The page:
Lucas hired two more camera crews, so that three units could work simultaneously on the same sets. According to Dale Pollock's book Skywalking, production supervisor Robert Watts directed the storm troopers in battle, producer Gary Kurtz covered the droids and Lucas directed Darth Vader.
Watts recalled in the documentary Empire of Dreams: “Gary directed the second unit and I had the distinction of directing the third unit of Star Wars. My shots were things like close-ups of R2-D2’s third foot going down.” 

Kurtz has recalled that hiring extra camera crews cost more money than just allowing the film to overrun its schedule. But the crew met the deadline – and shot some classic sequences in the process.

The opening of Star Wars: an epic space battle featuring 17 people

This is all there is of the Rebellion
in the opening of Star Wars

It's a sequence everybody remembers. In the opening minutes of Star Wars, we meet C-3PO and R2-D2. We watch a hard-fought battle between Rebel crew and invading Imperial stormtroopers. We see Darth Vader for the first time – and we watch him throttle an unlucky Rebel. 

But how many people are in that all-important opening battle?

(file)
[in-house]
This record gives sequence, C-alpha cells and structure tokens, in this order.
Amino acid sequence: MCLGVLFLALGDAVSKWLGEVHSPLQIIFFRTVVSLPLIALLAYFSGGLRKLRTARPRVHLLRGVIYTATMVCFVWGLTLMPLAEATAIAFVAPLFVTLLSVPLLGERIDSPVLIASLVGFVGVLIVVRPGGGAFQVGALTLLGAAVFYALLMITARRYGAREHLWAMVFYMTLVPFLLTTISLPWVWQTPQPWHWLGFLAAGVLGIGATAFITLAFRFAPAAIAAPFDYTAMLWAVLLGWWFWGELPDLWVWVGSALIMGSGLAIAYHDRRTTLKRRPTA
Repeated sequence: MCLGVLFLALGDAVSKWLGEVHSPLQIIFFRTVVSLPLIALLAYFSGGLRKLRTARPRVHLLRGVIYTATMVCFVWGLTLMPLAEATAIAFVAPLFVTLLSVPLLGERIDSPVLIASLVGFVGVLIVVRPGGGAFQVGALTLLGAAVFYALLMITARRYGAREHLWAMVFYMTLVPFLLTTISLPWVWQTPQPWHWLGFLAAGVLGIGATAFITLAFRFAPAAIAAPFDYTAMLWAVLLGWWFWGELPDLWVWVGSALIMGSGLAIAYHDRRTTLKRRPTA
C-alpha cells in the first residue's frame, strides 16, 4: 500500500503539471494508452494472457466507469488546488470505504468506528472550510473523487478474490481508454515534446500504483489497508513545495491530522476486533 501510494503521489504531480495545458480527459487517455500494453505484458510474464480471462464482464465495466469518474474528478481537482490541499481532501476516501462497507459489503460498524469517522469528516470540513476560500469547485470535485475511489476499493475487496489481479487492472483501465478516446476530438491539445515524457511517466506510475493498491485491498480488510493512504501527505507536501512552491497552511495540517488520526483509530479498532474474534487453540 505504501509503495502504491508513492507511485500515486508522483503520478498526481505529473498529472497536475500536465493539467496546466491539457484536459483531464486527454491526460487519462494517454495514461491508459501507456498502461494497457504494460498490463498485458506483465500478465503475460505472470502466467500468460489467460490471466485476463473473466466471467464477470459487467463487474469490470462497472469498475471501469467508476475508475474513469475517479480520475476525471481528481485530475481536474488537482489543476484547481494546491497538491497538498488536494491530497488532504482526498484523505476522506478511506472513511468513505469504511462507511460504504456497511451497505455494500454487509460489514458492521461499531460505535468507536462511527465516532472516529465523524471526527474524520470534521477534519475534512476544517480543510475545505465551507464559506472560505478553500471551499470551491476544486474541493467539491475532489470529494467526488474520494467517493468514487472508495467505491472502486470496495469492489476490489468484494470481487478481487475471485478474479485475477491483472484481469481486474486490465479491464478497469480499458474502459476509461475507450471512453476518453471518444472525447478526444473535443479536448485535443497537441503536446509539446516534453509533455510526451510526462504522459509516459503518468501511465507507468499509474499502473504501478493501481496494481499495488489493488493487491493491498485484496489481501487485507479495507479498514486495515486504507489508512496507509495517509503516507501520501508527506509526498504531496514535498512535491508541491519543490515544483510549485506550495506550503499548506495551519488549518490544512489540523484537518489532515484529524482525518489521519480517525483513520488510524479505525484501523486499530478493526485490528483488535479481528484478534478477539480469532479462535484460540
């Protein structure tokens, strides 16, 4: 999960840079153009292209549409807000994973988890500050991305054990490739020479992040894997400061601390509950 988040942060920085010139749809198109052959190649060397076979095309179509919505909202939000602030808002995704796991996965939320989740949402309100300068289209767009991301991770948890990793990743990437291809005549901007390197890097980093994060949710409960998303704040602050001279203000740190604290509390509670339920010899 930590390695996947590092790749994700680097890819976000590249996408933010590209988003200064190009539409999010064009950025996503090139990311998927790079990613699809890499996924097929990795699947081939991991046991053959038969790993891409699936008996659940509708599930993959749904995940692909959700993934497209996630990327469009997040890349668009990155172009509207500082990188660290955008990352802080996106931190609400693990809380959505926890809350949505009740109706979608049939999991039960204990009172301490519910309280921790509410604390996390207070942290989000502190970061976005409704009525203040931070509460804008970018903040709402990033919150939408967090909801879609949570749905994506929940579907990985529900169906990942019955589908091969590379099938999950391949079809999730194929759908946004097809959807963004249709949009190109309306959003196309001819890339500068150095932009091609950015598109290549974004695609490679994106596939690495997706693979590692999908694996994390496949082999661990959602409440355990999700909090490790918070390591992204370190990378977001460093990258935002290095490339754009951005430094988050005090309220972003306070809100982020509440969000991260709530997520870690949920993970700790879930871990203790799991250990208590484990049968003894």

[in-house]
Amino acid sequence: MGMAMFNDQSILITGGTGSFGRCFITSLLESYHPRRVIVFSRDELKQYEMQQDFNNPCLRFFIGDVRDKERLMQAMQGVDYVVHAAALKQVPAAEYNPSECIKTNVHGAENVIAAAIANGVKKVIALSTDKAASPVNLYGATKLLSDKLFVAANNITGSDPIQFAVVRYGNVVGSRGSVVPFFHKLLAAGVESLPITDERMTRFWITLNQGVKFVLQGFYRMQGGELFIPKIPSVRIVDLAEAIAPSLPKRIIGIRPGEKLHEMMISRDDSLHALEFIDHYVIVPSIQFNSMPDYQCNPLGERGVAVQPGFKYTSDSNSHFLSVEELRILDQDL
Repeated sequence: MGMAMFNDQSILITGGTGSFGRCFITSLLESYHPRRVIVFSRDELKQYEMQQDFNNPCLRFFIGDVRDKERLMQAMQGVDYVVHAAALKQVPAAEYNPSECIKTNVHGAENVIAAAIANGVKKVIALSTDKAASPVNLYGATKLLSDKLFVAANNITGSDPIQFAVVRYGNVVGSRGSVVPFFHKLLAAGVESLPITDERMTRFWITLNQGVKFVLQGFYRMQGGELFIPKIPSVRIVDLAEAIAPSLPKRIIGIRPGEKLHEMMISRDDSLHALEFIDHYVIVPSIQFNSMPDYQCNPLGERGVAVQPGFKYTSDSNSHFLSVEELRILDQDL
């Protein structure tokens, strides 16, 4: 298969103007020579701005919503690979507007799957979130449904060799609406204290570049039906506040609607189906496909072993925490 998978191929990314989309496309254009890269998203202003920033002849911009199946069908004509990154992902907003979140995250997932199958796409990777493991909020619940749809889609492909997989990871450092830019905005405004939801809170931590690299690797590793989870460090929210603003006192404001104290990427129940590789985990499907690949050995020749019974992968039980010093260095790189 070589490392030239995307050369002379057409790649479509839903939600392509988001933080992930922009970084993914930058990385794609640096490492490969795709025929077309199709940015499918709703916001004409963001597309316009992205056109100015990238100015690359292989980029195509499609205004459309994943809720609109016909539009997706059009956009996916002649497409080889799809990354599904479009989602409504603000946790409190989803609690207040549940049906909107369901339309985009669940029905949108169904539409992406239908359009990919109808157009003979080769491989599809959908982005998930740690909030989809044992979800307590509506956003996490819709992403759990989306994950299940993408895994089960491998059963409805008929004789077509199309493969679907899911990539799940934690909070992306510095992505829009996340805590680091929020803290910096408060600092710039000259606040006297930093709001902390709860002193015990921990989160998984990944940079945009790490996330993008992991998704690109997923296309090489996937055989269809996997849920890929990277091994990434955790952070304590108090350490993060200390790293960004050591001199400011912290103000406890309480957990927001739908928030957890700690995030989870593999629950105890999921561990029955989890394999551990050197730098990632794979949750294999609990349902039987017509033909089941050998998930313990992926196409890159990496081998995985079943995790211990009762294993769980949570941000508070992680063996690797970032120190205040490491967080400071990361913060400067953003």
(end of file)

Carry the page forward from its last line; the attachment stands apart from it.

By my count, the Rebel side amounts to ten people. As for the stormtroopers, you never see more than seven of them in shot at one time.

And yet with these 17 people, Lucas constructed a classic battle.

In those hectic last days of principal photography, Lucas and his crews were filming the same action from multiple angles. And the editing gives us the sense that we've seen much more than we have.

Take a look at the opening moments of the battle, as the Rebels try to repel the initial boarding party of stormtroopers.

We see some of the Rebels' faces in close-up as they prepare for the Empire to blast its way into their ship. We cut more than once to the entrance hatch, still in tact, where they are expecting the stormtroopers to appear. Then, the entrance explodes and stormtroopers start to pour through the hole. How many stormtroopers do we think have appeared? A dozen? Twenty? Thirty? With the scene bathed in smoke, and frequent cuts between camera angles, it's hard to say. But we've gained the impression of an overwhelming military force arriving – even if there may have been no more than seven of them. 

Some of the small contingent of stormtroopers
in Star Wars' opening scenes

Freeze-frame the action and you realise that with a cast this small, many directors would have turned out a scene that looked threadbare and ludicrous. 

But this film benefited from the editing genius of George Lucas, along with his cutters Paul Hirsch, Marcia Lucas and Richard Chew. Through artful shooting and rapid cutting, he gives us the impression we've seen much more destruction than we really have. You have to wonder whether these scenes have such a frantic pace despite the limitations placed on Lucas during filming – or because of them. 

Combine the visuals with John Williams' score, which follows every moment closely and holds the action together, plus Ben Burtt's sound effects and you have a classic sequence created out of near-chaos on the set.